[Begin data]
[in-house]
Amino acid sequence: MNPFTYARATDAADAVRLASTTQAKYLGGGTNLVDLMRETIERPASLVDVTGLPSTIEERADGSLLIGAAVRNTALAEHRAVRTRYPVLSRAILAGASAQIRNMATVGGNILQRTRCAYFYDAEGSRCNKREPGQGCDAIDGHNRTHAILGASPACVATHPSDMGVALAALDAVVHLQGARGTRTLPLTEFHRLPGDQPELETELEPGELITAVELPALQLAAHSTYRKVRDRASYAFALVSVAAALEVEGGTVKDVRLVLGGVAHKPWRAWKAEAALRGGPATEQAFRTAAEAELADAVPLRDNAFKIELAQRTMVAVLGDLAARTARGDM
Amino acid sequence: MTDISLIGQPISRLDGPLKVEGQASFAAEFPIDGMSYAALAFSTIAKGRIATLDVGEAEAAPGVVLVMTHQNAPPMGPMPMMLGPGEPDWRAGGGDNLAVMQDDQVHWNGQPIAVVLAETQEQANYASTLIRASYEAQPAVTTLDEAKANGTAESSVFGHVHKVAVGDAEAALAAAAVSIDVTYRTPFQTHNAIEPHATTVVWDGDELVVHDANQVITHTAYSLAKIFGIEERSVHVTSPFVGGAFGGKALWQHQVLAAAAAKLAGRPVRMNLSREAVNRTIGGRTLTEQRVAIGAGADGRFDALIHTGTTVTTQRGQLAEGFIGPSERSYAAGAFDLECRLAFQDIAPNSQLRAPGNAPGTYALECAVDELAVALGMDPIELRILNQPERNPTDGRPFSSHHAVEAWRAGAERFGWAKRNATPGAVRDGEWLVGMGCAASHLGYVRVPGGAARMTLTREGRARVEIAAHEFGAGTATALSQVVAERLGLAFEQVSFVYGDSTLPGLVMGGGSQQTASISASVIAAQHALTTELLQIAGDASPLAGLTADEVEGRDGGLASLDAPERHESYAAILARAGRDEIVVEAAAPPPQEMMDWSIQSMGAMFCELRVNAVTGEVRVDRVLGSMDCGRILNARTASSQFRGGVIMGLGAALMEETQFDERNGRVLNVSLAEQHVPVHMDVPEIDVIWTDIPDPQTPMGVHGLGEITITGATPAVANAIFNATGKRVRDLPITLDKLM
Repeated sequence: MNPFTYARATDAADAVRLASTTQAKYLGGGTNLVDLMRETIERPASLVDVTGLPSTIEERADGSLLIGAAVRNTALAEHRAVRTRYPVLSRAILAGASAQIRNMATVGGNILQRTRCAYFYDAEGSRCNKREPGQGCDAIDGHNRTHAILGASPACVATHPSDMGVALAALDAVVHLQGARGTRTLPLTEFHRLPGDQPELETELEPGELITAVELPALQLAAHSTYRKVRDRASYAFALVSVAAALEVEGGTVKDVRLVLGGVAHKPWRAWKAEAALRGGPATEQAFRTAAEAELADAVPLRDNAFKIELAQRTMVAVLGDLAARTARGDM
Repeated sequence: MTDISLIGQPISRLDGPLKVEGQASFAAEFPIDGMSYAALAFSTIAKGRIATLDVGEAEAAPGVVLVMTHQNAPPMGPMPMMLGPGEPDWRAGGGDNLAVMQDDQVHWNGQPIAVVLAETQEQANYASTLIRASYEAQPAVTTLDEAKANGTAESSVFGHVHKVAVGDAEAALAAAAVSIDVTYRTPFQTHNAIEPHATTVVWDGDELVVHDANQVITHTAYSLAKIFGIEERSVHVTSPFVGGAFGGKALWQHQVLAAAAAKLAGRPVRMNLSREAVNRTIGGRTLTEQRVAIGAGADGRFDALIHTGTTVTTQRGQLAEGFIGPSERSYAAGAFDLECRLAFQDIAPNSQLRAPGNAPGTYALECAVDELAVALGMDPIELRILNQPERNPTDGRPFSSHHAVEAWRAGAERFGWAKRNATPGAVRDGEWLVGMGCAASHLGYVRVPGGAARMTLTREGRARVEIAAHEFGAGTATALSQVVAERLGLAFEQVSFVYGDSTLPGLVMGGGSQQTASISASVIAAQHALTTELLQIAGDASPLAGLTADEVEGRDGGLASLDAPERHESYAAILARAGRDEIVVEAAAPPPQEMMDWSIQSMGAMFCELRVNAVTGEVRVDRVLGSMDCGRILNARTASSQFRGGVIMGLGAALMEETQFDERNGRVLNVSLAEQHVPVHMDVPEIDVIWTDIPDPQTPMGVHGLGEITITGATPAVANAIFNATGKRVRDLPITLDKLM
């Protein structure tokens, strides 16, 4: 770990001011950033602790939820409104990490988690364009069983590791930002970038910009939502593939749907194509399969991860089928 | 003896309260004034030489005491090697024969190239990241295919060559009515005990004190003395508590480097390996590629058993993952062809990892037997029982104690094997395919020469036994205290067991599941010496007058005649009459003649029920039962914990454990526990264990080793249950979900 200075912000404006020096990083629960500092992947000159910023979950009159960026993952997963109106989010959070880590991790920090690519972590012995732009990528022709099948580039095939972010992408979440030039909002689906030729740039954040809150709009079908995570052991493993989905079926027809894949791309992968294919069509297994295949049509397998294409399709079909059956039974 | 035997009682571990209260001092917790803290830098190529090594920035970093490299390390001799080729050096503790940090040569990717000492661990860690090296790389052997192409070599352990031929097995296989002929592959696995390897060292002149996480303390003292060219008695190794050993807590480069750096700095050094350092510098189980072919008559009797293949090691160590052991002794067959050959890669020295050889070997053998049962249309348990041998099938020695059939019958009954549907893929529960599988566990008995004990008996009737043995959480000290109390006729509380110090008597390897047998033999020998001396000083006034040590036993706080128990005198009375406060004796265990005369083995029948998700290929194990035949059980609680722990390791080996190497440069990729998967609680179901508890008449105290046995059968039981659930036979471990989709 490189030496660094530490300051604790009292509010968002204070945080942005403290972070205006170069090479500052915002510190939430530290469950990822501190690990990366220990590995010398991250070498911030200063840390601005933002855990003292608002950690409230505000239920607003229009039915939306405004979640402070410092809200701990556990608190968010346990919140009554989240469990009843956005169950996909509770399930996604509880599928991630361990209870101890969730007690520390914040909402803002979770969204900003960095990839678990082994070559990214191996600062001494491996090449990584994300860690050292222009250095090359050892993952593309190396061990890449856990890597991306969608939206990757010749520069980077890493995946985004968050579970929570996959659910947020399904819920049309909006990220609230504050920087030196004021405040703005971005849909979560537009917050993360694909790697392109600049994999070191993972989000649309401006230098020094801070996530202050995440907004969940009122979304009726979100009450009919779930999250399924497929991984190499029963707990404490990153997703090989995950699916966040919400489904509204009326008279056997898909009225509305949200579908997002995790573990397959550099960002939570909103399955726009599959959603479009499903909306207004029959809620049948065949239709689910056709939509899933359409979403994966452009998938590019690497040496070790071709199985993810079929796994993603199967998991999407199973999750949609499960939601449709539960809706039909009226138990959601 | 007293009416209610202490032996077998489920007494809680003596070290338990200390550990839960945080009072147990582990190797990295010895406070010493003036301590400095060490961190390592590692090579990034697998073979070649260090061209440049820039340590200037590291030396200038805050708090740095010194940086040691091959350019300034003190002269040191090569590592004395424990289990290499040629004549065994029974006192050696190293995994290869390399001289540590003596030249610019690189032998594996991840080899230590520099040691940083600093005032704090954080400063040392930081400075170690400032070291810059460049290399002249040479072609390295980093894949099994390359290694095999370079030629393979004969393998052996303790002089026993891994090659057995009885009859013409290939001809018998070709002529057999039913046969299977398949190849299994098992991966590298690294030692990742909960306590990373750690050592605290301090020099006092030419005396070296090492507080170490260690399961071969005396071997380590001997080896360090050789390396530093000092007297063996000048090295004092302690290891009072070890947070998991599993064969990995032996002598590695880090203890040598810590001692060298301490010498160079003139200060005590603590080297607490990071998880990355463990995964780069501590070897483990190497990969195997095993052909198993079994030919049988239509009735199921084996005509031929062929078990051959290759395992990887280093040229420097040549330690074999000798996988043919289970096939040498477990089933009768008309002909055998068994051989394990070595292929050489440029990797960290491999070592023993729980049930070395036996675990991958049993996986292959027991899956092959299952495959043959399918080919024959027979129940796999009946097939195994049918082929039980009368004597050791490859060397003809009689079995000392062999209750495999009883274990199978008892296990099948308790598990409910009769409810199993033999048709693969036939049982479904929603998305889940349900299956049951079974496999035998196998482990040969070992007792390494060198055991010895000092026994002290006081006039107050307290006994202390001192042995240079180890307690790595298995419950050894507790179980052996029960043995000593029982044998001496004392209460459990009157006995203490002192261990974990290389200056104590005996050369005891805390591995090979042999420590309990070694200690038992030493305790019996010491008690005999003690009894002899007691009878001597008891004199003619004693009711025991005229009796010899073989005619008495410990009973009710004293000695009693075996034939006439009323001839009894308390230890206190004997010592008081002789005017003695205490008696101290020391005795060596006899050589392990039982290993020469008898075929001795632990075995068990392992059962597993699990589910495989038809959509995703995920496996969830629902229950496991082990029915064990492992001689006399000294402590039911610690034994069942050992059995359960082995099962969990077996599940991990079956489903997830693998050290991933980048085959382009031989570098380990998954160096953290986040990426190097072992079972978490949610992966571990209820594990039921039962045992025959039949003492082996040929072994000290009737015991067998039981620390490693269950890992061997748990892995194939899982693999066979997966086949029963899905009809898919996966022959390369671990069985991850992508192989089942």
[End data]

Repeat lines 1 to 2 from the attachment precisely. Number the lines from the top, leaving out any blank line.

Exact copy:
[in-house]
Amino acid sequence: MNPFTYARATDAADAVRLASTTQAKYLGGGTNLVDLMRETIERPASLVDVTGLPSTIEERADGSLLIGAAVRNTALAEHRAVRTRYPVLSRAILAGASAQIRNMATVGGNILQRTRCAYFYDAEGSRCNKREPGQGCDAIDGHNRTHAILGASPACVATHPSDMGVALAALDAVVHLQGARGTRTLPLTEFHRLPGDQPELETELEPGELITAVELPALQLAAHSTYRKVRDRASYAFALVSVAAALEVEGGTVKDVRLVLGGVAHKPWRAWKAEAALRGGPATEQAFRTAAEAELADAVPLRDNAFKIELAQRTMVAVLGDLAARTARGDM